• Zachary M. Kekac

City of illusions - I don't like Sci-Fi?

Updated: Feb 14


I'm a very particular person when it comes to taste. Or rather, I am by nature, but am attempting to unravel that nature by design.


I was never overly interested in Science Fiction. Something about the future feels too familiar, too close to now. Fantasy, on the other hand, always evokes a sense of the archaic, the antiquated, the old and long forgotten artifacts of past ancestry. I adore this, and so Fantasy has been my touchstone for fiction, both as a consumer and as a creator, as far back as I can remember. Yet, variation is among an artists greatest tools. The unfamiliar is the catalyst of innovation, of change. Knowing this truth, and having felt it as I've allowed myself to branch into other ecosystems of life with which I initially felt distant from and disinterested with, I've started wandering into the realm of Sci-Fi. To my joy, I've discovered a realm betwixt and between Fantasy & Sci-Fi, a realm that blends the two, a realm so simply and so aptly named Sci-Fantasy.


Within this in-between place I've stumbled on City of Illusions, by Ursula K. Le Guin.


Until now, I've only known Ursula as a writer of Fantasy; as the writer of The Earthsea Cycle--a fantasy series some say was as influential to the genre as Tolkien. I stumbled over City of Illusions while seeking a new Audiobook, and found it was voiced by Stefan Rudnicki, a voice actor whose previous works I very much enjoyed (and the quality of the actor is a massively influential aspect in what books I listen to .vs. read). So, knowing the author and the actor were of equally respectable accomplishments and influence, and having enjoyed some of their past works, City of Illusions was an easy sell. My first foray into a Sci-Fantasy novel. And what a foray it was. I adored it.


Ursula K. Leguin's prose is simple and lyrical. It has a beautiful cadence to it, standing in truth somewhere between prose and verse. The setting of the world in City of Illusions suits her writing style, or is perhaps suited by it. It is ancient and ambiguous, a fallen world in a post-post apocalyptic state. We see it through the eyes of Falk--an amnesiac alien to himself, us, and the inhabitants of the world in which he finds himself. His world? A world to which he ventured from distant space and far away time? Mystery abounds. A mysterious world with a mysterious origin myth perceived for us through the eyes of a man both bound up in and an integral part of. It's all so delightful.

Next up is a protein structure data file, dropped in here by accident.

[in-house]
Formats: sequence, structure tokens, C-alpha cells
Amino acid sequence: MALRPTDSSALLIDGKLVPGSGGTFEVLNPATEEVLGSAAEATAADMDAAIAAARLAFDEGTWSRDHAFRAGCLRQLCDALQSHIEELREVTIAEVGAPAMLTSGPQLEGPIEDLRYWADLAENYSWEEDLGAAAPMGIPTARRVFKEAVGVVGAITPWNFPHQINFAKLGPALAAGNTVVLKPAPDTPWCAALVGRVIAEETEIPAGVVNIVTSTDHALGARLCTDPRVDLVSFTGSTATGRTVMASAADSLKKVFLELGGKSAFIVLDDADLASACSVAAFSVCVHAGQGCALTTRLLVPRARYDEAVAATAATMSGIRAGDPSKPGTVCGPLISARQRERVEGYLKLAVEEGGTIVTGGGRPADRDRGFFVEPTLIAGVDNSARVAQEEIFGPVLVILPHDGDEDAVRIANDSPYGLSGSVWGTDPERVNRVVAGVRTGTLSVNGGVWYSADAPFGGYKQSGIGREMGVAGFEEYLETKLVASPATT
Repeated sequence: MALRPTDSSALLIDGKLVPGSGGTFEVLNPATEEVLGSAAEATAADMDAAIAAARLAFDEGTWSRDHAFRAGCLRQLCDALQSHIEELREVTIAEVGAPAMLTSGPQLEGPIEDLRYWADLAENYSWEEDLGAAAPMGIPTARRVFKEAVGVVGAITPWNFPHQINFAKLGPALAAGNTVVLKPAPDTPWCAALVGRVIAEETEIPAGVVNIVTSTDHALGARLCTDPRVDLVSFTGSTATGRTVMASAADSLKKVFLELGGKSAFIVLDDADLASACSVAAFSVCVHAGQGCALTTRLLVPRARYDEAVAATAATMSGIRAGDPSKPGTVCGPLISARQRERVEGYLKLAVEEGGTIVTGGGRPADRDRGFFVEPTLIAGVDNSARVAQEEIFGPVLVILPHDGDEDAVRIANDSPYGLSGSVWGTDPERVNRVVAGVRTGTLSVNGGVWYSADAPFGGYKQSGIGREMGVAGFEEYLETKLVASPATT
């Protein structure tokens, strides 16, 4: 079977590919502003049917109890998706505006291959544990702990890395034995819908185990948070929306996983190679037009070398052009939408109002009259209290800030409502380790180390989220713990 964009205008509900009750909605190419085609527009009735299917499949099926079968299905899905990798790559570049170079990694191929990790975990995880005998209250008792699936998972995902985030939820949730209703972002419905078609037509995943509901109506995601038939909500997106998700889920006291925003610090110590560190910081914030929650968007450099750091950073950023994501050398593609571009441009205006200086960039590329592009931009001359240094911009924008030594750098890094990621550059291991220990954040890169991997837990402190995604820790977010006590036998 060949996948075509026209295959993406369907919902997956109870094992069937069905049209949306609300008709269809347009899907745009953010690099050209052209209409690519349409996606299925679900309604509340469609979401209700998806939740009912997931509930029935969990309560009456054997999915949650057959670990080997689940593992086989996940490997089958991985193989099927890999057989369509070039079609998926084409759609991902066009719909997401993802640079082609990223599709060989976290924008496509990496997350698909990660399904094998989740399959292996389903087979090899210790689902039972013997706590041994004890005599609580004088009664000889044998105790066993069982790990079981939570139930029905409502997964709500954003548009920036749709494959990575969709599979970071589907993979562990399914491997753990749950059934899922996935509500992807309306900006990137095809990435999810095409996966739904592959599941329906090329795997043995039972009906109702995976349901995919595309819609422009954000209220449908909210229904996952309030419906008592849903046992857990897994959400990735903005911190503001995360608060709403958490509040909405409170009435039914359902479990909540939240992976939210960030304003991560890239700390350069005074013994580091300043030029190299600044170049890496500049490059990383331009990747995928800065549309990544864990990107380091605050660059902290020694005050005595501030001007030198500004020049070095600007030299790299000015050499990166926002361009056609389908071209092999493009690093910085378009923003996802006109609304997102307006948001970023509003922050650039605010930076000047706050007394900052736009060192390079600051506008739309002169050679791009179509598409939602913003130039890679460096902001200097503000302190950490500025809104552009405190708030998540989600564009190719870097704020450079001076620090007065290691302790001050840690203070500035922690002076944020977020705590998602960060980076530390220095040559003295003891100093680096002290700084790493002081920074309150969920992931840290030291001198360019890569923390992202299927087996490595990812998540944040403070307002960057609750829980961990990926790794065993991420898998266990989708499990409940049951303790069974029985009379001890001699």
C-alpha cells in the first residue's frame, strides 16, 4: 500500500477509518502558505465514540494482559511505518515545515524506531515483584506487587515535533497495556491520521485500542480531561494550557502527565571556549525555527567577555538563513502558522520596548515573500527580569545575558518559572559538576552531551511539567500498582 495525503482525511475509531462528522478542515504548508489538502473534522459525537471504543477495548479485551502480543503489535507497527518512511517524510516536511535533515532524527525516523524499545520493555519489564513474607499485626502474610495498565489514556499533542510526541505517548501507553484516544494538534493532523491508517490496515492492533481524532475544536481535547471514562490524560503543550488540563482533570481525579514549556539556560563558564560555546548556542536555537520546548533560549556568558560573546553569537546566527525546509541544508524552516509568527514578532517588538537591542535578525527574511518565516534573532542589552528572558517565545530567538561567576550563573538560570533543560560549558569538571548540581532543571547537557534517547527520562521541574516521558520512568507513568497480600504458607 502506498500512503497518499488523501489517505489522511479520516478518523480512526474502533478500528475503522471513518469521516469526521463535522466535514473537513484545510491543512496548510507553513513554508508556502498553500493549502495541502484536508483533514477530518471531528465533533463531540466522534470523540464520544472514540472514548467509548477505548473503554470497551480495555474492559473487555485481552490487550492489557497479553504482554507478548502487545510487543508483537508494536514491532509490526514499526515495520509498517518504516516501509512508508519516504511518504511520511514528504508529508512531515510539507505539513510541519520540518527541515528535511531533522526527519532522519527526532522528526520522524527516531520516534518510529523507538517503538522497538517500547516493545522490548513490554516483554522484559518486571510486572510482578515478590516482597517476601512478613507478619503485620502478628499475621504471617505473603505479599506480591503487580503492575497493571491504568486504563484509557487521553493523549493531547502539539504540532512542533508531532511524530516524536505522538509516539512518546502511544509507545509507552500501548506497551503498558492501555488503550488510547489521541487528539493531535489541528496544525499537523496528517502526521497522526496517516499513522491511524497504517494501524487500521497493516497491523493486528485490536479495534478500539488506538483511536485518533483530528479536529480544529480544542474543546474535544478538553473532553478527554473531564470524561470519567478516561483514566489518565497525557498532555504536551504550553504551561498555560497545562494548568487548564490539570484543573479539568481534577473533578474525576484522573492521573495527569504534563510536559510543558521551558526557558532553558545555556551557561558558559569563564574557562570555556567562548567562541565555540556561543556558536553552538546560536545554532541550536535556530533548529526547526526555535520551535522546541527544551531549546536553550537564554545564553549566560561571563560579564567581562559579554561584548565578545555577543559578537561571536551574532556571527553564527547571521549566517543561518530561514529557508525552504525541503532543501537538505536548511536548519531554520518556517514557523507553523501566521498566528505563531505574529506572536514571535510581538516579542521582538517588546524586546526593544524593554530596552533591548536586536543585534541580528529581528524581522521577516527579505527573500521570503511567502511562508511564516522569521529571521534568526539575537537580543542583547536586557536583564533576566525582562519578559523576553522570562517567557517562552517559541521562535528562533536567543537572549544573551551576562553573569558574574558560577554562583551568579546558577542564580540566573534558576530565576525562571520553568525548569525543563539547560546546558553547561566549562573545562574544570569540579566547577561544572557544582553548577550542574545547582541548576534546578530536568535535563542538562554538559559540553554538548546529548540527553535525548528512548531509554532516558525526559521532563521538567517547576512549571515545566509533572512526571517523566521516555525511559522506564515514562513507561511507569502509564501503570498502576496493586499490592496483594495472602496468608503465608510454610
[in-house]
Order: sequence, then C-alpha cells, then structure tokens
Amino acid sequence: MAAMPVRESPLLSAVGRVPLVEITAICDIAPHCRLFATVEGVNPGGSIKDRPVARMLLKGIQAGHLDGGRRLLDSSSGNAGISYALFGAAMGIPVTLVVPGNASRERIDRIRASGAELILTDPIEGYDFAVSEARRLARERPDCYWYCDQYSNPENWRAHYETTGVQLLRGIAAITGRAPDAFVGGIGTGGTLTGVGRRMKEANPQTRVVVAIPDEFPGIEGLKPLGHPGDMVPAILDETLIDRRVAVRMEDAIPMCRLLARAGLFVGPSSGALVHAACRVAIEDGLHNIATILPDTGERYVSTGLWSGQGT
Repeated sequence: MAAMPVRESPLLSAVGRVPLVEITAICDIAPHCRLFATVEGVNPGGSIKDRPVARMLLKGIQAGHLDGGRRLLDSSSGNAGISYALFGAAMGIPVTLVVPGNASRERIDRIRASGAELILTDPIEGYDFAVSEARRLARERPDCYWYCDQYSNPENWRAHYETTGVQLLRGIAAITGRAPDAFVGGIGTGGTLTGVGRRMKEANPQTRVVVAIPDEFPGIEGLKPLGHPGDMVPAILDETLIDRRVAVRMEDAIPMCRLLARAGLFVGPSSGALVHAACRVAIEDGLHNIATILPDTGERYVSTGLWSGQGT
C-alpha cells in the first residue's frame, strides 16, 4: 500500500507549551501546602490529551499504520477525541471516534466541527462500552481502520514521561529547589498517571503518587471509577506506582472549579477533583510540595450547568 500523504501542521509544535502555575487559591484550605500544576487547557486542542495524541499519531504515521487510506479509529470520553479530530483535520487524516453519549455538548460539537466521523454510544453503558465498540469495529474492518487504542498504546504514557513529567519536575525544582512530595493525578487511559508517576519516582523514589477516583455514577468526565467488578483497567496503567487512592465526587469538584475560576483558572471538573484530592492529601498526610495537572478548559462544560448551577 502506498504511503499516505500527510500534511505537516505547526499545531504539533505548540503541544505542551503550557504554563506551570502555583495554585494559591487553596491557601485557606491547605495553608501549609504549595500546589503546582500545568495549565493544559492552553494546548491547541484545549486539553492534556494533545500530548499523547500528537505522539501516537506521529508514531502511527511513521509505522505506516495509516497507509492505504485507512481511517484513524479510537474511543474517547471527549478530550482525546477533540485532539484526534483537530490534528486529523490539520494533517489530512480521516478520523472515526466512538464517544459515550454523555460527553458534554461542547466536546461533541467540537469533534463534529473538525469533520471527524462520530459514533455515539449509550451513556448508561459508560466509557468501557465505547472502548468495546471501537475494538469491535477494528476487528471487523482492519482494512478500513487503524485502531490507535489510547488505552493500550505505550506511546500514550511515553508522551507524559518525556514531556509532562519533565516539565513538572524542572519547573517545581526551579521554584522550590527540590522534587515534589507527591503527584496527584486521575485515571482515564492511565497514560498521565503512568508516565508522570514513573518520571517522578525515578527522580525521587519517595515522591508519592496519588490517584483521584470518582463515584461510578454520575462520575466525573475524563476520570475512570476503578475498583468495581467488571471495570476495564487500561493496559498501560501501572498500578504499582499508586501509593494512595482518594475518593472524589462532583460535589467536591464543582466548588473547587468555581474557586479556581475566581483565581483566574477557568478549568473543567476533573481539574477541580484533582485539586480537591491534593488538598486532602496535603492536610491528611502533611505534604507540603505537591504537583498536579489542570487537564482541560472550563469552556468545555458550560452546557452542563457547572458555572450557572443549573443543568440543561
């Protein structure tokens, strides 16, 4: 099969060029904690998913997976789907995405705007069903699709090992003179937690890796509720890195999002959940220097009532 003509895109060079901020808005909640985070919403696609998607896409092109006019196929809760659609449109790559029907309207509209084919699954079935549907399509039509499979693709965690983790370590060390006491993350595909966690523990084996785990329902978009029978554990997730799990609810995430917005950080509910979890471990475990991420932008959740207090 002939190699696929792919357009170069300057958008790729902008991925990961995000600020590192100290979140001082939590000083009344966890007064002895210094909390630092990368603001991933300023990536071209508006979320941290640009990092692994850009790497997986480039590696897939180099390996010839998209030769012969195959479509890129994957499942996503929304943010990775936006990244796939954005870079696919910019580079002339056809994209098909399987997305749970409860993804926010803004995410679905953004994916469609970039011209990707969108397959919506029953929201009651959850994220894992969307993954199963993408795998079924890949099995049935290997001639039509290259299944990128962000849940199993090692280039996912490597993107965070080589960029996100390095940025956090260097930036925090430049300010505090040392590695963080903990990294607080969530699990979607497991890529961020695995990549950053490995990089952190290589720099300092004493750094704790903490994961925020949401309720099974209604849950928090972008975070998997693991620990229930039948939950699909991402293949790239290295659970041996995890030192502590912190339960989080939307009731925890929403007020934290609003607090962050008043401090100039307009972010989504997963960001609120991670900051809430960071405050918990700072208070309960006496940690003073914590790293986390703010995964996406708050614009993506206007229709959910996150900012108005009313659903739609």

Falk's tale is a tale of recovery and rebirth. Reviving the self he once was but has forgotten. It is a quest of self-discovery through a world he is discovering at the same time. The side-strays, helpful and hurtful cast of characters (all equally unique and soul-deep), and wide-ranging revelations all unveil a story familiar in terms of its structure, direction, and message, while still feeling like an authentic and personal interpretation of the Rebirth story arc.


A soft Sci-Fi woven with a soft Fantasy, where the focus is on character and the world's myth and mystery, City of Illusions has become a fast favorite, and a first favorite of Sci-Fantasy. I was excited to learn that it is only one work in the extended Hainish Cycle, disappointed only that the breadth of the work isn't narrated by Stefan. But that is neither here nor there, and the physical volumes will sit well worn on my library shelf.






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